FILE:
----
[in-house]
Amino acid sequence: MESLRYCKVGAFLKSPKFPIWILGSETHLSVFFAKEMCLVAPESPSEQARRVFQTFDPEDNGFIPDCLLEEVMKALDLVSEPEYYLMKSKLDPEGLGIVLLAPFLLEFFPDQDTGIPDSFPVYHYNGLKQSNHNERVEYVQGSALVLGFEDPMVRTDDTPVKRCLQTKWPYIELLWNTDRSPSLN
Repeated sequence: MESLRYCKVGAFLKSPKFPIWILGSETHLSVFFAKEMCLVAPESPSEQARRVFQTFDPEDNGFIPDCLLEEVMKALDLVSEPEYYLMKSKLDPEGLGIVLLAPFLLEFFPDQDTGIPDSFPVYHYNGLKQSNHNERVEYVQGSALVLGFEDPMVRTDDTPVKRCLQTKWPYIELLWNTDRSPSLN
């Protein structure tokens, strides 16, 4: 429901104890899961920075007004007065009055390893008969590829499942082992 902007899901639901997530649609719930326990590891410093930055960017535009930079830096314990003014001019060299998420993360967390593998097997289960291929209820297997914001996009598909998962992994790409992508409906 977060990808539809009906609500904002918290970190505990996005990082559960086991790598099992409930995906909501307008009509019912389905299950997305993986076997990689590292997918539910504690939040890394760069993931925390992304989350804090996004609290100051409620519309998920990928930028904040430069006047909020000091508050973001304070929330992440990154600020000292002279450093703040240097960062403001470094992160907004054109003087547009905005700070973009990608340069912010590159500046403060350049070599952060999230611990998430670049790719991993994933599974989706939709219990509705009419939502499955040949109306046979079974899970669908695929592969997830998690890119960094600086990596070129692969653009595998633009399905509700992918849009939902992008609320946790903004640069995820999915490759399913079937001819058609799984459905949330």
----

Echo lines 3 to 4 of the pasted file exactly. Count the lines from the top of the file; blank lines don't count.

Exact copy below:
Repeated sequence: MESLRYCKVGAFLKSPKFPIWILGSETHLSVFFAKEMCLVAPESPSEQARRVFQTFDPEDNGFIPDCLLEEVMKALDLVSEPEYYLMKSKLDPEGLGIVLLAPFLLEFFPDQDTGIPDSFPVYHYNGLKQSNHNERVEYVQGSALVLGFEDPMVRTDDTPVKRCLQTKWPYIELLWNTDRSPSLN
């Protein structure tokens, strides 16, 4: 429901104890899961920075007004007065009055390893008969590829499942082992 902007899901639901997530649609719930326990590891410093930055960017535009930079830096314990003014001019060299998420993360967390593998097997289960291929209820297997914001996009598909998962992994790409992508409906 977060990808539809009906609500904002918290970190505990996005990082559960086991790598099992409930995906909501307008009509019912389905299950997305993986076997990689590292997918539910504690939040890394760069993931925390992304989350804090996004609290100051409620519309998920990928930028904040430069006047909020000091508050973001304070929330992440990154600020000292002279450093703040240097960062403001470094992160907004054109003087547009905005700070973009990608340069912010590159500046403060350049070599952060999230611990998430670049790719991993994933599974989706939709219990509705009419939502499955040949109306046979079974899970669908695929592969997830998690890119960094600086990596070129692969653009595998633009399905509700992918849009939902992008609320946790903004640069995820999915490759399913079937001819058609799984459905949330």